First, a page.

As you and your ex-spouse work through divorce details, one of the toughest challenges will be maintaining a united front for your children. Successfully navigating how to remain involved in your child’s everyday life requires long-term diligence, but the results are well worth it.
Some specifics of daily living will include:
- schedules for each parent to spend time with the children;
- when and where drop-offs will occur;
- how and when you will communicate with the children and with each other;
- what child care plan to rely on in case of a schedule conflict;
- how to discipline;
- what values and religious beliefs are important to impart; and
- an action plan for emergency situations (1).
Co-parenting is all about balance. The key is to make common goals for your children the top priority and keep negative feelings for each other under control. Respect is another important factor – respect for the other parent’s time with the children, as well as what they have to offer as a parent. While it may be tough, much of a child’s ability to bounce back post-divorce is directly linked to how well parents can handle the situation. Keep in mind that successfully co-parented children enjoy stability and have healthy relationships with mom and dad. Also, they rarely feel torn between or abandoned by their parents, and seldom experience pressure to meet a parent’s social or emotional needs.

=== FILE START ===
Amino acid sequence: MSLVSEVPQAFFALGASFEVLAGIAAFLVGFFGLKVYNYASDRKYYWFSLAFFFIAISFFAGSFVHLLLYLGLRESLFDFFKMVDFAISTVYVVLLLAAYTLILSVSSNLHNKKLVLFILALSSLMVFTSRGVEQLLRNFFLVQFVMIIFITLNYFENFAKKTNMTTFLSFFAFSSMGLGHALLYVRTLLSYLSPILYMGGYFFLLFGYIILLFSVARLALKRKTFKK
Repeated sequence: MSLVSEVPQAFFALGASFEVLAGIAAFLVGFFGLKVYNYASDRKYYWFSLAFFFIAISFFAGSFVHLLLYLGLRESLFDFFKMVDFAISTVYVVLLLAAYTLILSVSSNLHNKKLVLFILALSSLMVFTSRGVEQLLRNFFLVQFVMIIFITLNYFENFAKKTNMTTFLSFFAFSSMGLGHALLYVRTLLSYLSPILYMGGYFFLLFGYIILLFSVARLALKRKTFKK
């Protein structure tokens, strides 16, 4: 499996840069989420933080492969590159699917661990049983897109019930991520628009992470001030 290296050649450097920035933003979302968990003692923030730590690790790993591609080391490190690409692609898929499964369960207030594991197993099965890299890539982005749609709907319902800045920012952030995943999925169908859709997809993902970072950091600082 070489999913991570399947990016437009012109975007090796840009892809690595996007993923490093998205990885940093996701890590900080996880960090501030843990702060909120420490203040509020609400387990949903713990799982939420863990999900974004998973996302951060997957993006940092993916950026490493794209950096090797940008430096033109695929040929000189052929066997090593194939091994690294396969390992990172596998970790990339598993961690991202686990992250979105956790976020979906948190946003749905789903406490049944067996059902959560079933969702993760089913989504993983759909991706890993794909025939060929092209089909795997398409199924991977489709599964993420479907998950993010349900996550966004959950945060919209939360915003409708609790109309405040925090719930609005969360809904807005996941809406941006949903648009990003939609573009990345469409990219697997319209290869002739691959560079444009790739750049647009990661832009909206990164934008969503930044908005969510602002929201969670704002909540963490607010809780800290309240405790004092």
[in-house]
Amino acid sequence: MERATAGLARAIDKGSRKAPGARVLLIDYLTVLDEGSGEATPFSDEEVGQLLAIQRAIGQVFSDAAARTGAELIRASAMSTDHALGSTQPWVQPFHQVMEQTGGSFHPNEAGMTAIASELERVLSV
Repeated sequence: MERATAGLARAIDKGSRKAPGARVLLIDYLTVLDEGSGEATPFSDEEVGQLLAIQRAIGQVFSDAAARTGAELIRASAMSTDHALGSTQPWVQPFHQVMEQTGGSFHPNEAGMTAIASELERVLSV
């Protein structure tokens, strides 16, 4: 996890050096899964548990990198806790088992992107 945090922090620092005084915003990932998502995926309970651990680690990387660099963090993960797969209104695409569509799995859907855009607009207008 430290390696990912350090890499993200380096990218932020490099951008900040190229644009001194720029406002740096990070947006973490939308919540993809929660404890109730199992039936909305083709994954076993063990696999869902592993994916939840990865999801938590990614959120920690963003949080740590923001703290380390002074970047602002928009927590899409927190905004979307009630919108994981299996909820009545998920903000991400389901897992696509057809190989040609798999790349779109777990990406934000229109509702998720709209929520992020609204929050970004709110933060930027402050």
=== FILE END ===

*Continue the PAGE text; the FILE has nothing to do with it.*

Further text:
Finally, remember that meeting your emotional needs is a vital component to co-parenting success. Take advantage of available resources to deal with negative feelings such as anger or animosity away from your children. Some strategies include talking to other co-parents, seeking counseling or joining a support group. Raising healthy, well-adjusted children is any parent’s ultimate goal – married or divorced. You are each doing your part to make that goal a reality when you can work together effectively.